Honour based abuse

the response by professionals to vulnerable adult investigations

Research output: Contribution to journalArticle

1 Citation (Scopus)

Abstract

Purpose

Thepurpose of this paper is to examine responses by police and Adult Social Careto honour based abuse (HBA) victims who have a diagnosed or perceivedvulnerability, such as a physical disability or mental health issue. The aim isto improve professional practice in ensuring vulnerable victims aresafeguarded.

Design/methodology/approach

Findingsare drawn from 100 HBA investigations (2012-2014) derived from classifiedpolice electronic records and interviews with 15, predominantly specialist,public protection police officers in one UK force.

Findings

HBA against vulnerable adults is an obscure crime area. In cases of diagnosedvulnerability (3 per cent), police officers wrongly attributed “freewill” and choice to vulnerable adults who legally lacked the capacity to consent to marriage. Conversely, in 9 per cent of cases where victims were depressedand/or self-harming, perpetrators exaggerated the poor mental health of victimsin order to discredit them to law enforcement. Professionals illogically latched onto perpetrator explanations and in turn undermined and problematised the victims.

Research limitations/implications

There is limited access to data on vulnerable adult abuse, making this an underresearched area of crime.

Practical implications

Failing to undertake risk assessments, or record whether the victim is legally vulnerable should lead to a review of police practice. An evaluation of jointworking arrangements is necessary concerning which agency (police or Adult Social Care) should take primacy.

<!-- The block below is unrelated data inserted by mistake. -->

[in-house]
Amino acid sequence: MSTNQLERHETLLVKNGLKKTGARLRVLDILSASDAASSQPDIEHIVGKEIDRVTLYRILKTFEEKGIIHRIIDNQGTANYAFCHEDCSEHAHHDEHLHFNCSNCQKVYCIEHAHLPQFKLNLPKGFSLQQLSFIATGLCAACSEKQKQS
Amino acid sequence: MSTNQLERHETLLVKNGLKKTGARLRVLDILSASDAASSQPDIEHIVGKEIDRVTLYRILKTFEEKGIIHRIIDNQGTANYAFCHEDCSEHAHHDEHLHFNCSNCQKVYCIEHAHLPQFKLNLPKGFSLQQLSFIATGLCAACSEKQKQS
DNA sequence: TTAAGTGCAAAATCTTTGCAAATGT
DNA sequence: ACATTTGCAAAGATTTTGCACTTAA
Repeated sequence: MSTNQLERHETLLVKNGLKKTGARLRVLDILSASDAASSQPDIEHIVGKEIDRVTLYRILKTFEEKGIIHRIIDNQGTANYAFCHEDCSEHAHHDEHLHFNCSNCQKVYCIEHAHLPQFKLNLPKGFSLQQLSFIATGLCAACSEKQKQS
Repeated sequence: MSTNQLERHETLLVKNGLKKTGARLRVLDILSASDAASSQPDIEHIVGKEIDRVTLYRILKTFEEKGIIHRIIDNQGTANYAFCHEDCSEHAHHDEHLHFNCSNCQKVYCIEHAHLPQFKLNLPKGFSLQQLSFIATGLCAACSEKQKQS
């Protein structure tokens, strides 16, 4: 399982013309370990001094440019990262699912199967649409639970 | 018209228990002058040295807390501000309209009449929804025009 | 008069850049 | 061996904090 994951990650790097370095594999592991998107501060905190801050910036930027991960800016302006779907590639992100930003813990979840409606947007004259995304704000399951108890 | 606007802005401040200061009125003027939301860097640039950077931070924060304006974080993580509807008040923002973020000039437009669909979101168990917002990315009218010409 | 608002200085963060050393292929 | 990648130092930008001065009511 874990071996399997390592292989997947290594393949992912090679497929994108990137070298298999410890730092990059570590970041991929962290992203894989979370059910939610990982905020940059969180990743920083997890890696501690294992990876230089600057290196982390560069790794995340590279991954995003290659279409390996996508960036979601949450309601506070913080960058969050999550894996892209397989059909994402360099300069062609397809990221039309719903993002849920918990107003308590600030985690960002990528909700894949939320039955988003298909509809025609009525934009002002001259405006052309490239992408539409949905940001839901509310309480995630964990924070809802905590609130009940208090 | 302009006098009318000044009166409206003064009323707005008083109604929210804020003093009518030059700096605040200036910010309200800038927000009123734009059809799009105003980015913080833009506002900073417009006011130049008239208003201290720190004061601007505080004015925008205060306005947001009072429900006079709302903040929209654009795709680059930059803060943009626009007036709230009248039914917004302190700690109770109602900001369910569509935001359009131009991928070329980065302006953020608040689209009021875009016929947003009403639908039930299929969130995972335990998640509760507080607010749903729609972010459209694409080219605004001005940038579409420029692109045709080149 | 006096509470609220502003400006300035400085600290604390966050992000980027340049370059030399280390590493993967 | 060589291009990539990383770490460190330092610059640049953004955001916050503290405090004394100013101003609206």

Social implications

Vulnerable adult victims were retained in risk predicaments alongside perpetrating familymembers.

Originality/value

Police officers suggesting vulnerable adults can “consent” to marriage is a newconcept, along with issues of goal displacement which illustrates avoidance behaviours by professionals and under protection by the state.

Original languageEnglish
Pages (from-to)239-250
Number of pages12
JournalJournal of Aggression, Conflict and Peace Research
Volume10
Issue number4
DOIs
Publication statusPublished - 8 Oct 2018
Externally publishedYes

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Police
honor
abuse
Crime
Marriage
police
Mental Health
police officer
Avoidance Learning
Law Enforcement
Professional Practice
marriage
mental health
offense
avoidance behavior
physical disability
law enforcement
Interviews
risk assessment
electronics

Cite this

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title = "Honour based abuse: the response by professionals to vulnerable adult investigations",
abstract = "PurposeThepurpose of this paper is to examine responses by police and Adult Social Careto honour based abuse (HBA) victims who have a diagnosed or perceivedvulnerability, such as a physical disability or mental health issue. The aim isto improve professional practice in ensuring vulnerable victims aresafeguarded.Design/methodology/approachFindingsare drawn from 100 HBA investigations (2012-2014) derived from classifiedpolice electronic records and interviews with 15, predominantly specialist,public protection police officers in one UK force.FindingsHBA against vulnerable adults is an obscure crime area. In cases of diagnosedvulnerability (3 per cent), police officers wrongly attributed “freewill” and choice to vulnerable adults who legally lacked the capacity to consent to marriage. Conversely, in 9 per cent of cases where victims were depressedand/or self-harming, perpetrators exaggerated the poor mental health of victimsin order to discredit them to law enforcement. Professionals illogically latched onto perpetrator explanations and in turn undermined and problematised the victims.Research limitations/implicationsThere is limited access to data on vulnerable adult abuse, making this an underresearched area of crime.Practical implicationsFailing to undertake risk assessments, or record whether the victim is legally vulnerable should lead to a review of police practice. An evaluation of jointworking arrangements is necessary concerning which agency (police or Adult Social Care) should take primacy.Social implicationsVulnerable adult victims were retained in risk predicaments alongside perpetrating familymembers.Originality/valuePolice officers suggesting vulnerable adults can “consent” to marriage is a newconcept, along with issues of goal displacement which illustrates avoidance behaviours by professionals and under protection by the state.",